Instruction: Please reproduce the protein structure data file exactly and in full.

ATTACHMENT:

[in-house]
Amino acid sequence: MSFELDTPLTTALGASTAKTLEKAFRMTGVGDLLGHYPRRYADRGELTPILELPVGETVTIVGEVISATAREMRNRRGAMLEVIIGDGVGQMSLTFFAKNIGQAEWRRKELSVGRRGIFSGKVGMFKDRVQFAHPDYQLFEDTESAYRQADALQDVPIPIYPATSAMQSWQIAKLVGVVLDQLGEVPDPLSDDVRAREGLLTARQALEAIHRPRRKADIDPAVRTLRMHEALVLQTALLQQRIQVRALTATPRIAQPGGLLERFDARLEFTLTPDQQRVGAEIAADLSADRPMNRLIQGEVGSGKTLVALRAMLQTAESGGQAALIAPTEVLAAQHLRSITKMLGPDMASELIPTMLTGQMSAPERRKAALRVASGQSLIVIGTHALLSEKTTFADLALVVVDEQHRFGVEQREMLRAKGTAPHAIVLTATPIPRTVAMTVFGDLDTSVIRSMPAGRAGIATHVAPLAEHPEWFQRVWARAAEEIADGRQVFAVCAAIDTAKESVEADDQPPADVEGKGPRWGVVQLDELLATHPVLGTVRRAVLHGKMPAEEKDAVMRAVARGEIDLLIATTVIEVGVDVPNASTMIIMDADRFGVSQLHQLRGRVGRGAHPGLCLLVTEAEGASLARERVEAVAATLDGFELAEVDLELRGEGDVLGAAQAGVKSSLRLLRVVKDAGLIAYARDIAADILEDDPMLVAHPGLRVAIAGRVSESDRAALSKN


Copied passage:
[in-house]
Amino acid sequence: MSFELDTPLTTALGASTAKTLEKAFRMTGVGDLLGHYPRRYADRGELTPILELPVGETVTIVGEVISATAREMRNRRGAMLEVIIGDGVGQMSLTFFAKNIGQAEWRRKELSVGRRGIFSGKVGMFKDRVQFAHPDYQLFEDTESAYRQADALQDVPIPIYPATSAMQSWQIAKLVGVVLDQLGEVPDPLSDDVRAREGLLTARQALEAIHRPRRKADIDPAVRTLRMHEALVLQTALLQQRIQVRALTATPRIAQPGGLLERFDARLEFTLTPDQQRVGAEIAADLSADRPMNRLIQGEVGSGKTLVALRAMLQTAESGGQAALIAPTEVLAAQHLRSITKMLGPDMASELIPTMLTGQMSAPERRKAALRVASGQSLIVIGTHALLSEKTTFADLALVVVDEQHRFGVEQREMLRAKGTAPHAIVLTATPIPRTVAMTVFGDLDTSVIRSMPAGRAGIATHVAPLAEHPEWFQRVWARAAEEIADGRQVFAVCAAIDTAKESVEADDQPPADVEGKGPRWGVVQLDELLATHPVLGTVRRAVLHGKMPAEEKDAVMRAVARGEIDLLIATTVIEVGVDVPNASTMIIMDADRFGVSQLHQLRGRVGRGAHPGLCLLVTEAEGASLARERVEAVAATLDGFELAEVDLELRGEGDVLGAAQAGVKSSLRLLRVVKDAGLIAYARDIAADILEDDPMLVAHPGLRVAIAGRVSESDRAALSKN